MIAMI — Lawmakers joined customers and the state's consumer advocate Thursday in opposing rate increases proposed by hurricane-prone Florida's largest homeowner insurance company at a public hearing held by regulators in Miami.
State Sen. Mike Fasano, a longtime critic of state-backed Citizens Property Insurance Corp., said the company already has, in-effect, raised rates without approval. The New Port Richey Republican accused Citizens of inflating replacement values of homes, and thus their premiums. He also cited a re-inspection program that has revoked discounts many customers were getting for strengthening their homes against hurricanes.
Fasano also complained about lavish spending by Citizens officials on overseas trips and expensive hotel rooms and meals.
“Citizens has filed a premium rate increase that, given the myriad negative circumstances surrounding this insurance company, is not warranted and, frankly, is the epitome of arrogance,” Fasano said.
Citizens wants to raise rates for homeowners in coastal areas, which are at higher risk for hurricane damage, by a statewide average of 11.1 percent. The proposed increase for homeowners in other areas averages 12 percent. Increases, though, would differ from one area to another. The company also is seeking similar increases for mobile homes, condominium associations and other properties.
The hearing was conducted by Insurance Commissioner Kevin McCarty, who will decide whether to grant the rate increases.
Citizens president and CEO Barry Gilway said company officials were simply complying with state law by proposing increases designed to put it on a course to ensure that it has sufficient assets to cover potential hurricane losses without having to resort to special post-storm assessments to make up the difference. An outside consultant said that the currently proposed increases, though, will fall short of that goal.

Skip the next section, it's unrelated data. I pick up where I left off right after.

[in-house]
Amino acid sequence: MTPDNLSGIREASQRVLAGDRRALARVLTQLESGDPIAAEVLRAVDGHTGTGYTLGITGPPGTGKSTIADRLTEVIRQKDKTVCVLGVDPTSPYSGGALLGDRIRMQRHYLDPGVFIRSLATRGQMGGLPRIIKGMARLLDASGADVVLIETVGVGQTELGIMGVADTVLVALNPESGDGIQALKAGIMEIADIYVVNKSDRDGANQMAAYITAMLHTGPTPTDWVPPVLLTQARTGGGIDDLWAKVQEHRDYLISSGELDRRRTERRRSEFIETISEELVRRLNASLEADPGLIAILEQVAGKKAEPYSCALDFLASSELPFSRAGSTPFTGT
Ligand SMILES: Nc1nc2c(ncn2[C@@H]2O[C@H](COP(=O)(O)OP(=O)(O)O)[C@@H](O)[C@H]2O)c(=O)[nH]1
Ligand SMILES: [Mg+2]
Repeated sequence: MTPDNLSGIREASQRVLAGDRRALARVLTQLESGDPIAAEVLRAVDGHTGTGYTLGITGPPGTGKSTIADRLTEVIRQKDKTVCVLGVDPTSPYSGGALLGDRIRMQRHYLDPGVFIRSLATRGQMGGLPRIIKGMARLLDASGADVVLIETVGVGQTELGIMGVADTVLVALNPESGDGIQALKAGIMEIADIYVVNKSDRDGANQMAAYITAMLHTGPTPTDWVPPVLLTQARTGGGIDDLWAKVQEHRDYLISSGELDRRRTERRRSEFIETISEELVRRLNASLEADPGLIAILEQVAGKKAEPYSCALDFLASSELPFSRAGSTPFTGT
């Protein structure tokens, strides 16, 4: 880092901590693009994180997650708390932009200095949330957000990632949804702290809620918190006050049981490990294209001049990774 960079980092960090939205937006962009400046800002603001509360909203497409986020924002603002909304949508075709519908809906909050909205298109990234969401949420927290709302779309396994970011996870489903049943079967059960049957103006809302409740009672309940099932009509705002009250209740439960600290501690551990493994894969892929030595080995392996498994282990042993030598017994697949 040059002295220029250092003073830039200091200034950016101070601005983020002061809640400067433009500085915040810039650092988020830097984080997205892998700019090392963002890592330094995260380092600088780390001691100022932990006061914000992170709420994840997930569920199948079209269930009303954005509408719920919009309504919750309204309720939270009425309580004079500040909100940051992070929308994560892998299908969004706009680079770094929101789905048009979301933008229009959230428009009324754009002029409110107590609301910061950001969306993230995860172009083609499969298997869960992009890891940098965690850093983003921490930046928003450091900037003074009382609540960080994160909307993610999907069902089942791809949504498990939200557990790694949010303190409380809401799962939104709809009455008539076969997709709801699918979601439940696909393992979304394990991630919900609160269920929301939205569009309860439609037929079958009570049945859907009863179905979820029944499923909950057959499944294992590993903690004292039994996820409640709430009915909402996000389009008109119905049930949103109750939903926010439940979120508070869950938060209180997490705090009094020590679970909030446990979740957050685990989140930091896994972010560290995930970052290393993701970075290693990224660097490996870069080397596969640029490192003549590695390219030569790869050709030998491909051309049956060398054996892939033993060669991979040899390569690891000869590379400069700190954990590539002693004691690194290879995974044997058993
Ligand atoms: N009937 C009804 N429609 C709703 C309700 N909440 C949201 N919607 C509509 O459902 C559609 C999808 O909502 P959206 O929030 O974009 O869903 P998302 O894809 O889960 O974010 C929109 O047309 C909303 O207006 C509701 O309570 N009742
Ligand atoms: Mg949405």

“We're not the enemy,” Gilway said. “We're hired by and work for taxpayers and it's our obligation to do our very, very best to keep rates as affordable as possible.”
Florida Insurance Consumer Advocate Robin Smith Wescott said the premium increases should be denied because the company has overestimated its potential losses and is on a “glide path” toward rate adequacy thanks to recently passed legislation.
“Policies in some territories already have actuarially sound rates and many more will reach soundness within a year,” Wescott said.
She said separate rate increases for sinkhole coverage also would be excessive and failed to take into account savings resulting from a new law designed to curtail excessive claims.
State Reps. Frank Artiles, R-Miami, and Luis Garcia, D-Miami Beach, also spoke against the increases.
Artiles said he's been unable to get information from Citizens on how much the company is spending on attorney fees.
“Their costs are out of control,” Artiles said.
He also criticized the company's plan to give $350 million in low-interest loans to private insurers as an incentive to get to them to take thousands of Citizens' policies.
Gov. Rick Scott and many other politicians have been urging Citizens to spin off policies to reduce its exposure.
Some consumers told McCarty that they have dropped insurance coverage because they no longer could afford it rates that already are too high.
Citizens originally was formed as the insurer of last resort after large private companies pulled out of the state or balked at covering homes and other properties in high-risk areas. The company now has grown to 1.4 million policies and Gilway said it is adding customers at a rate of 300,000 per year.
McCarty said he will continue to accept written comments for another week. They can be submitted by email to RateHearings(at)floir.com.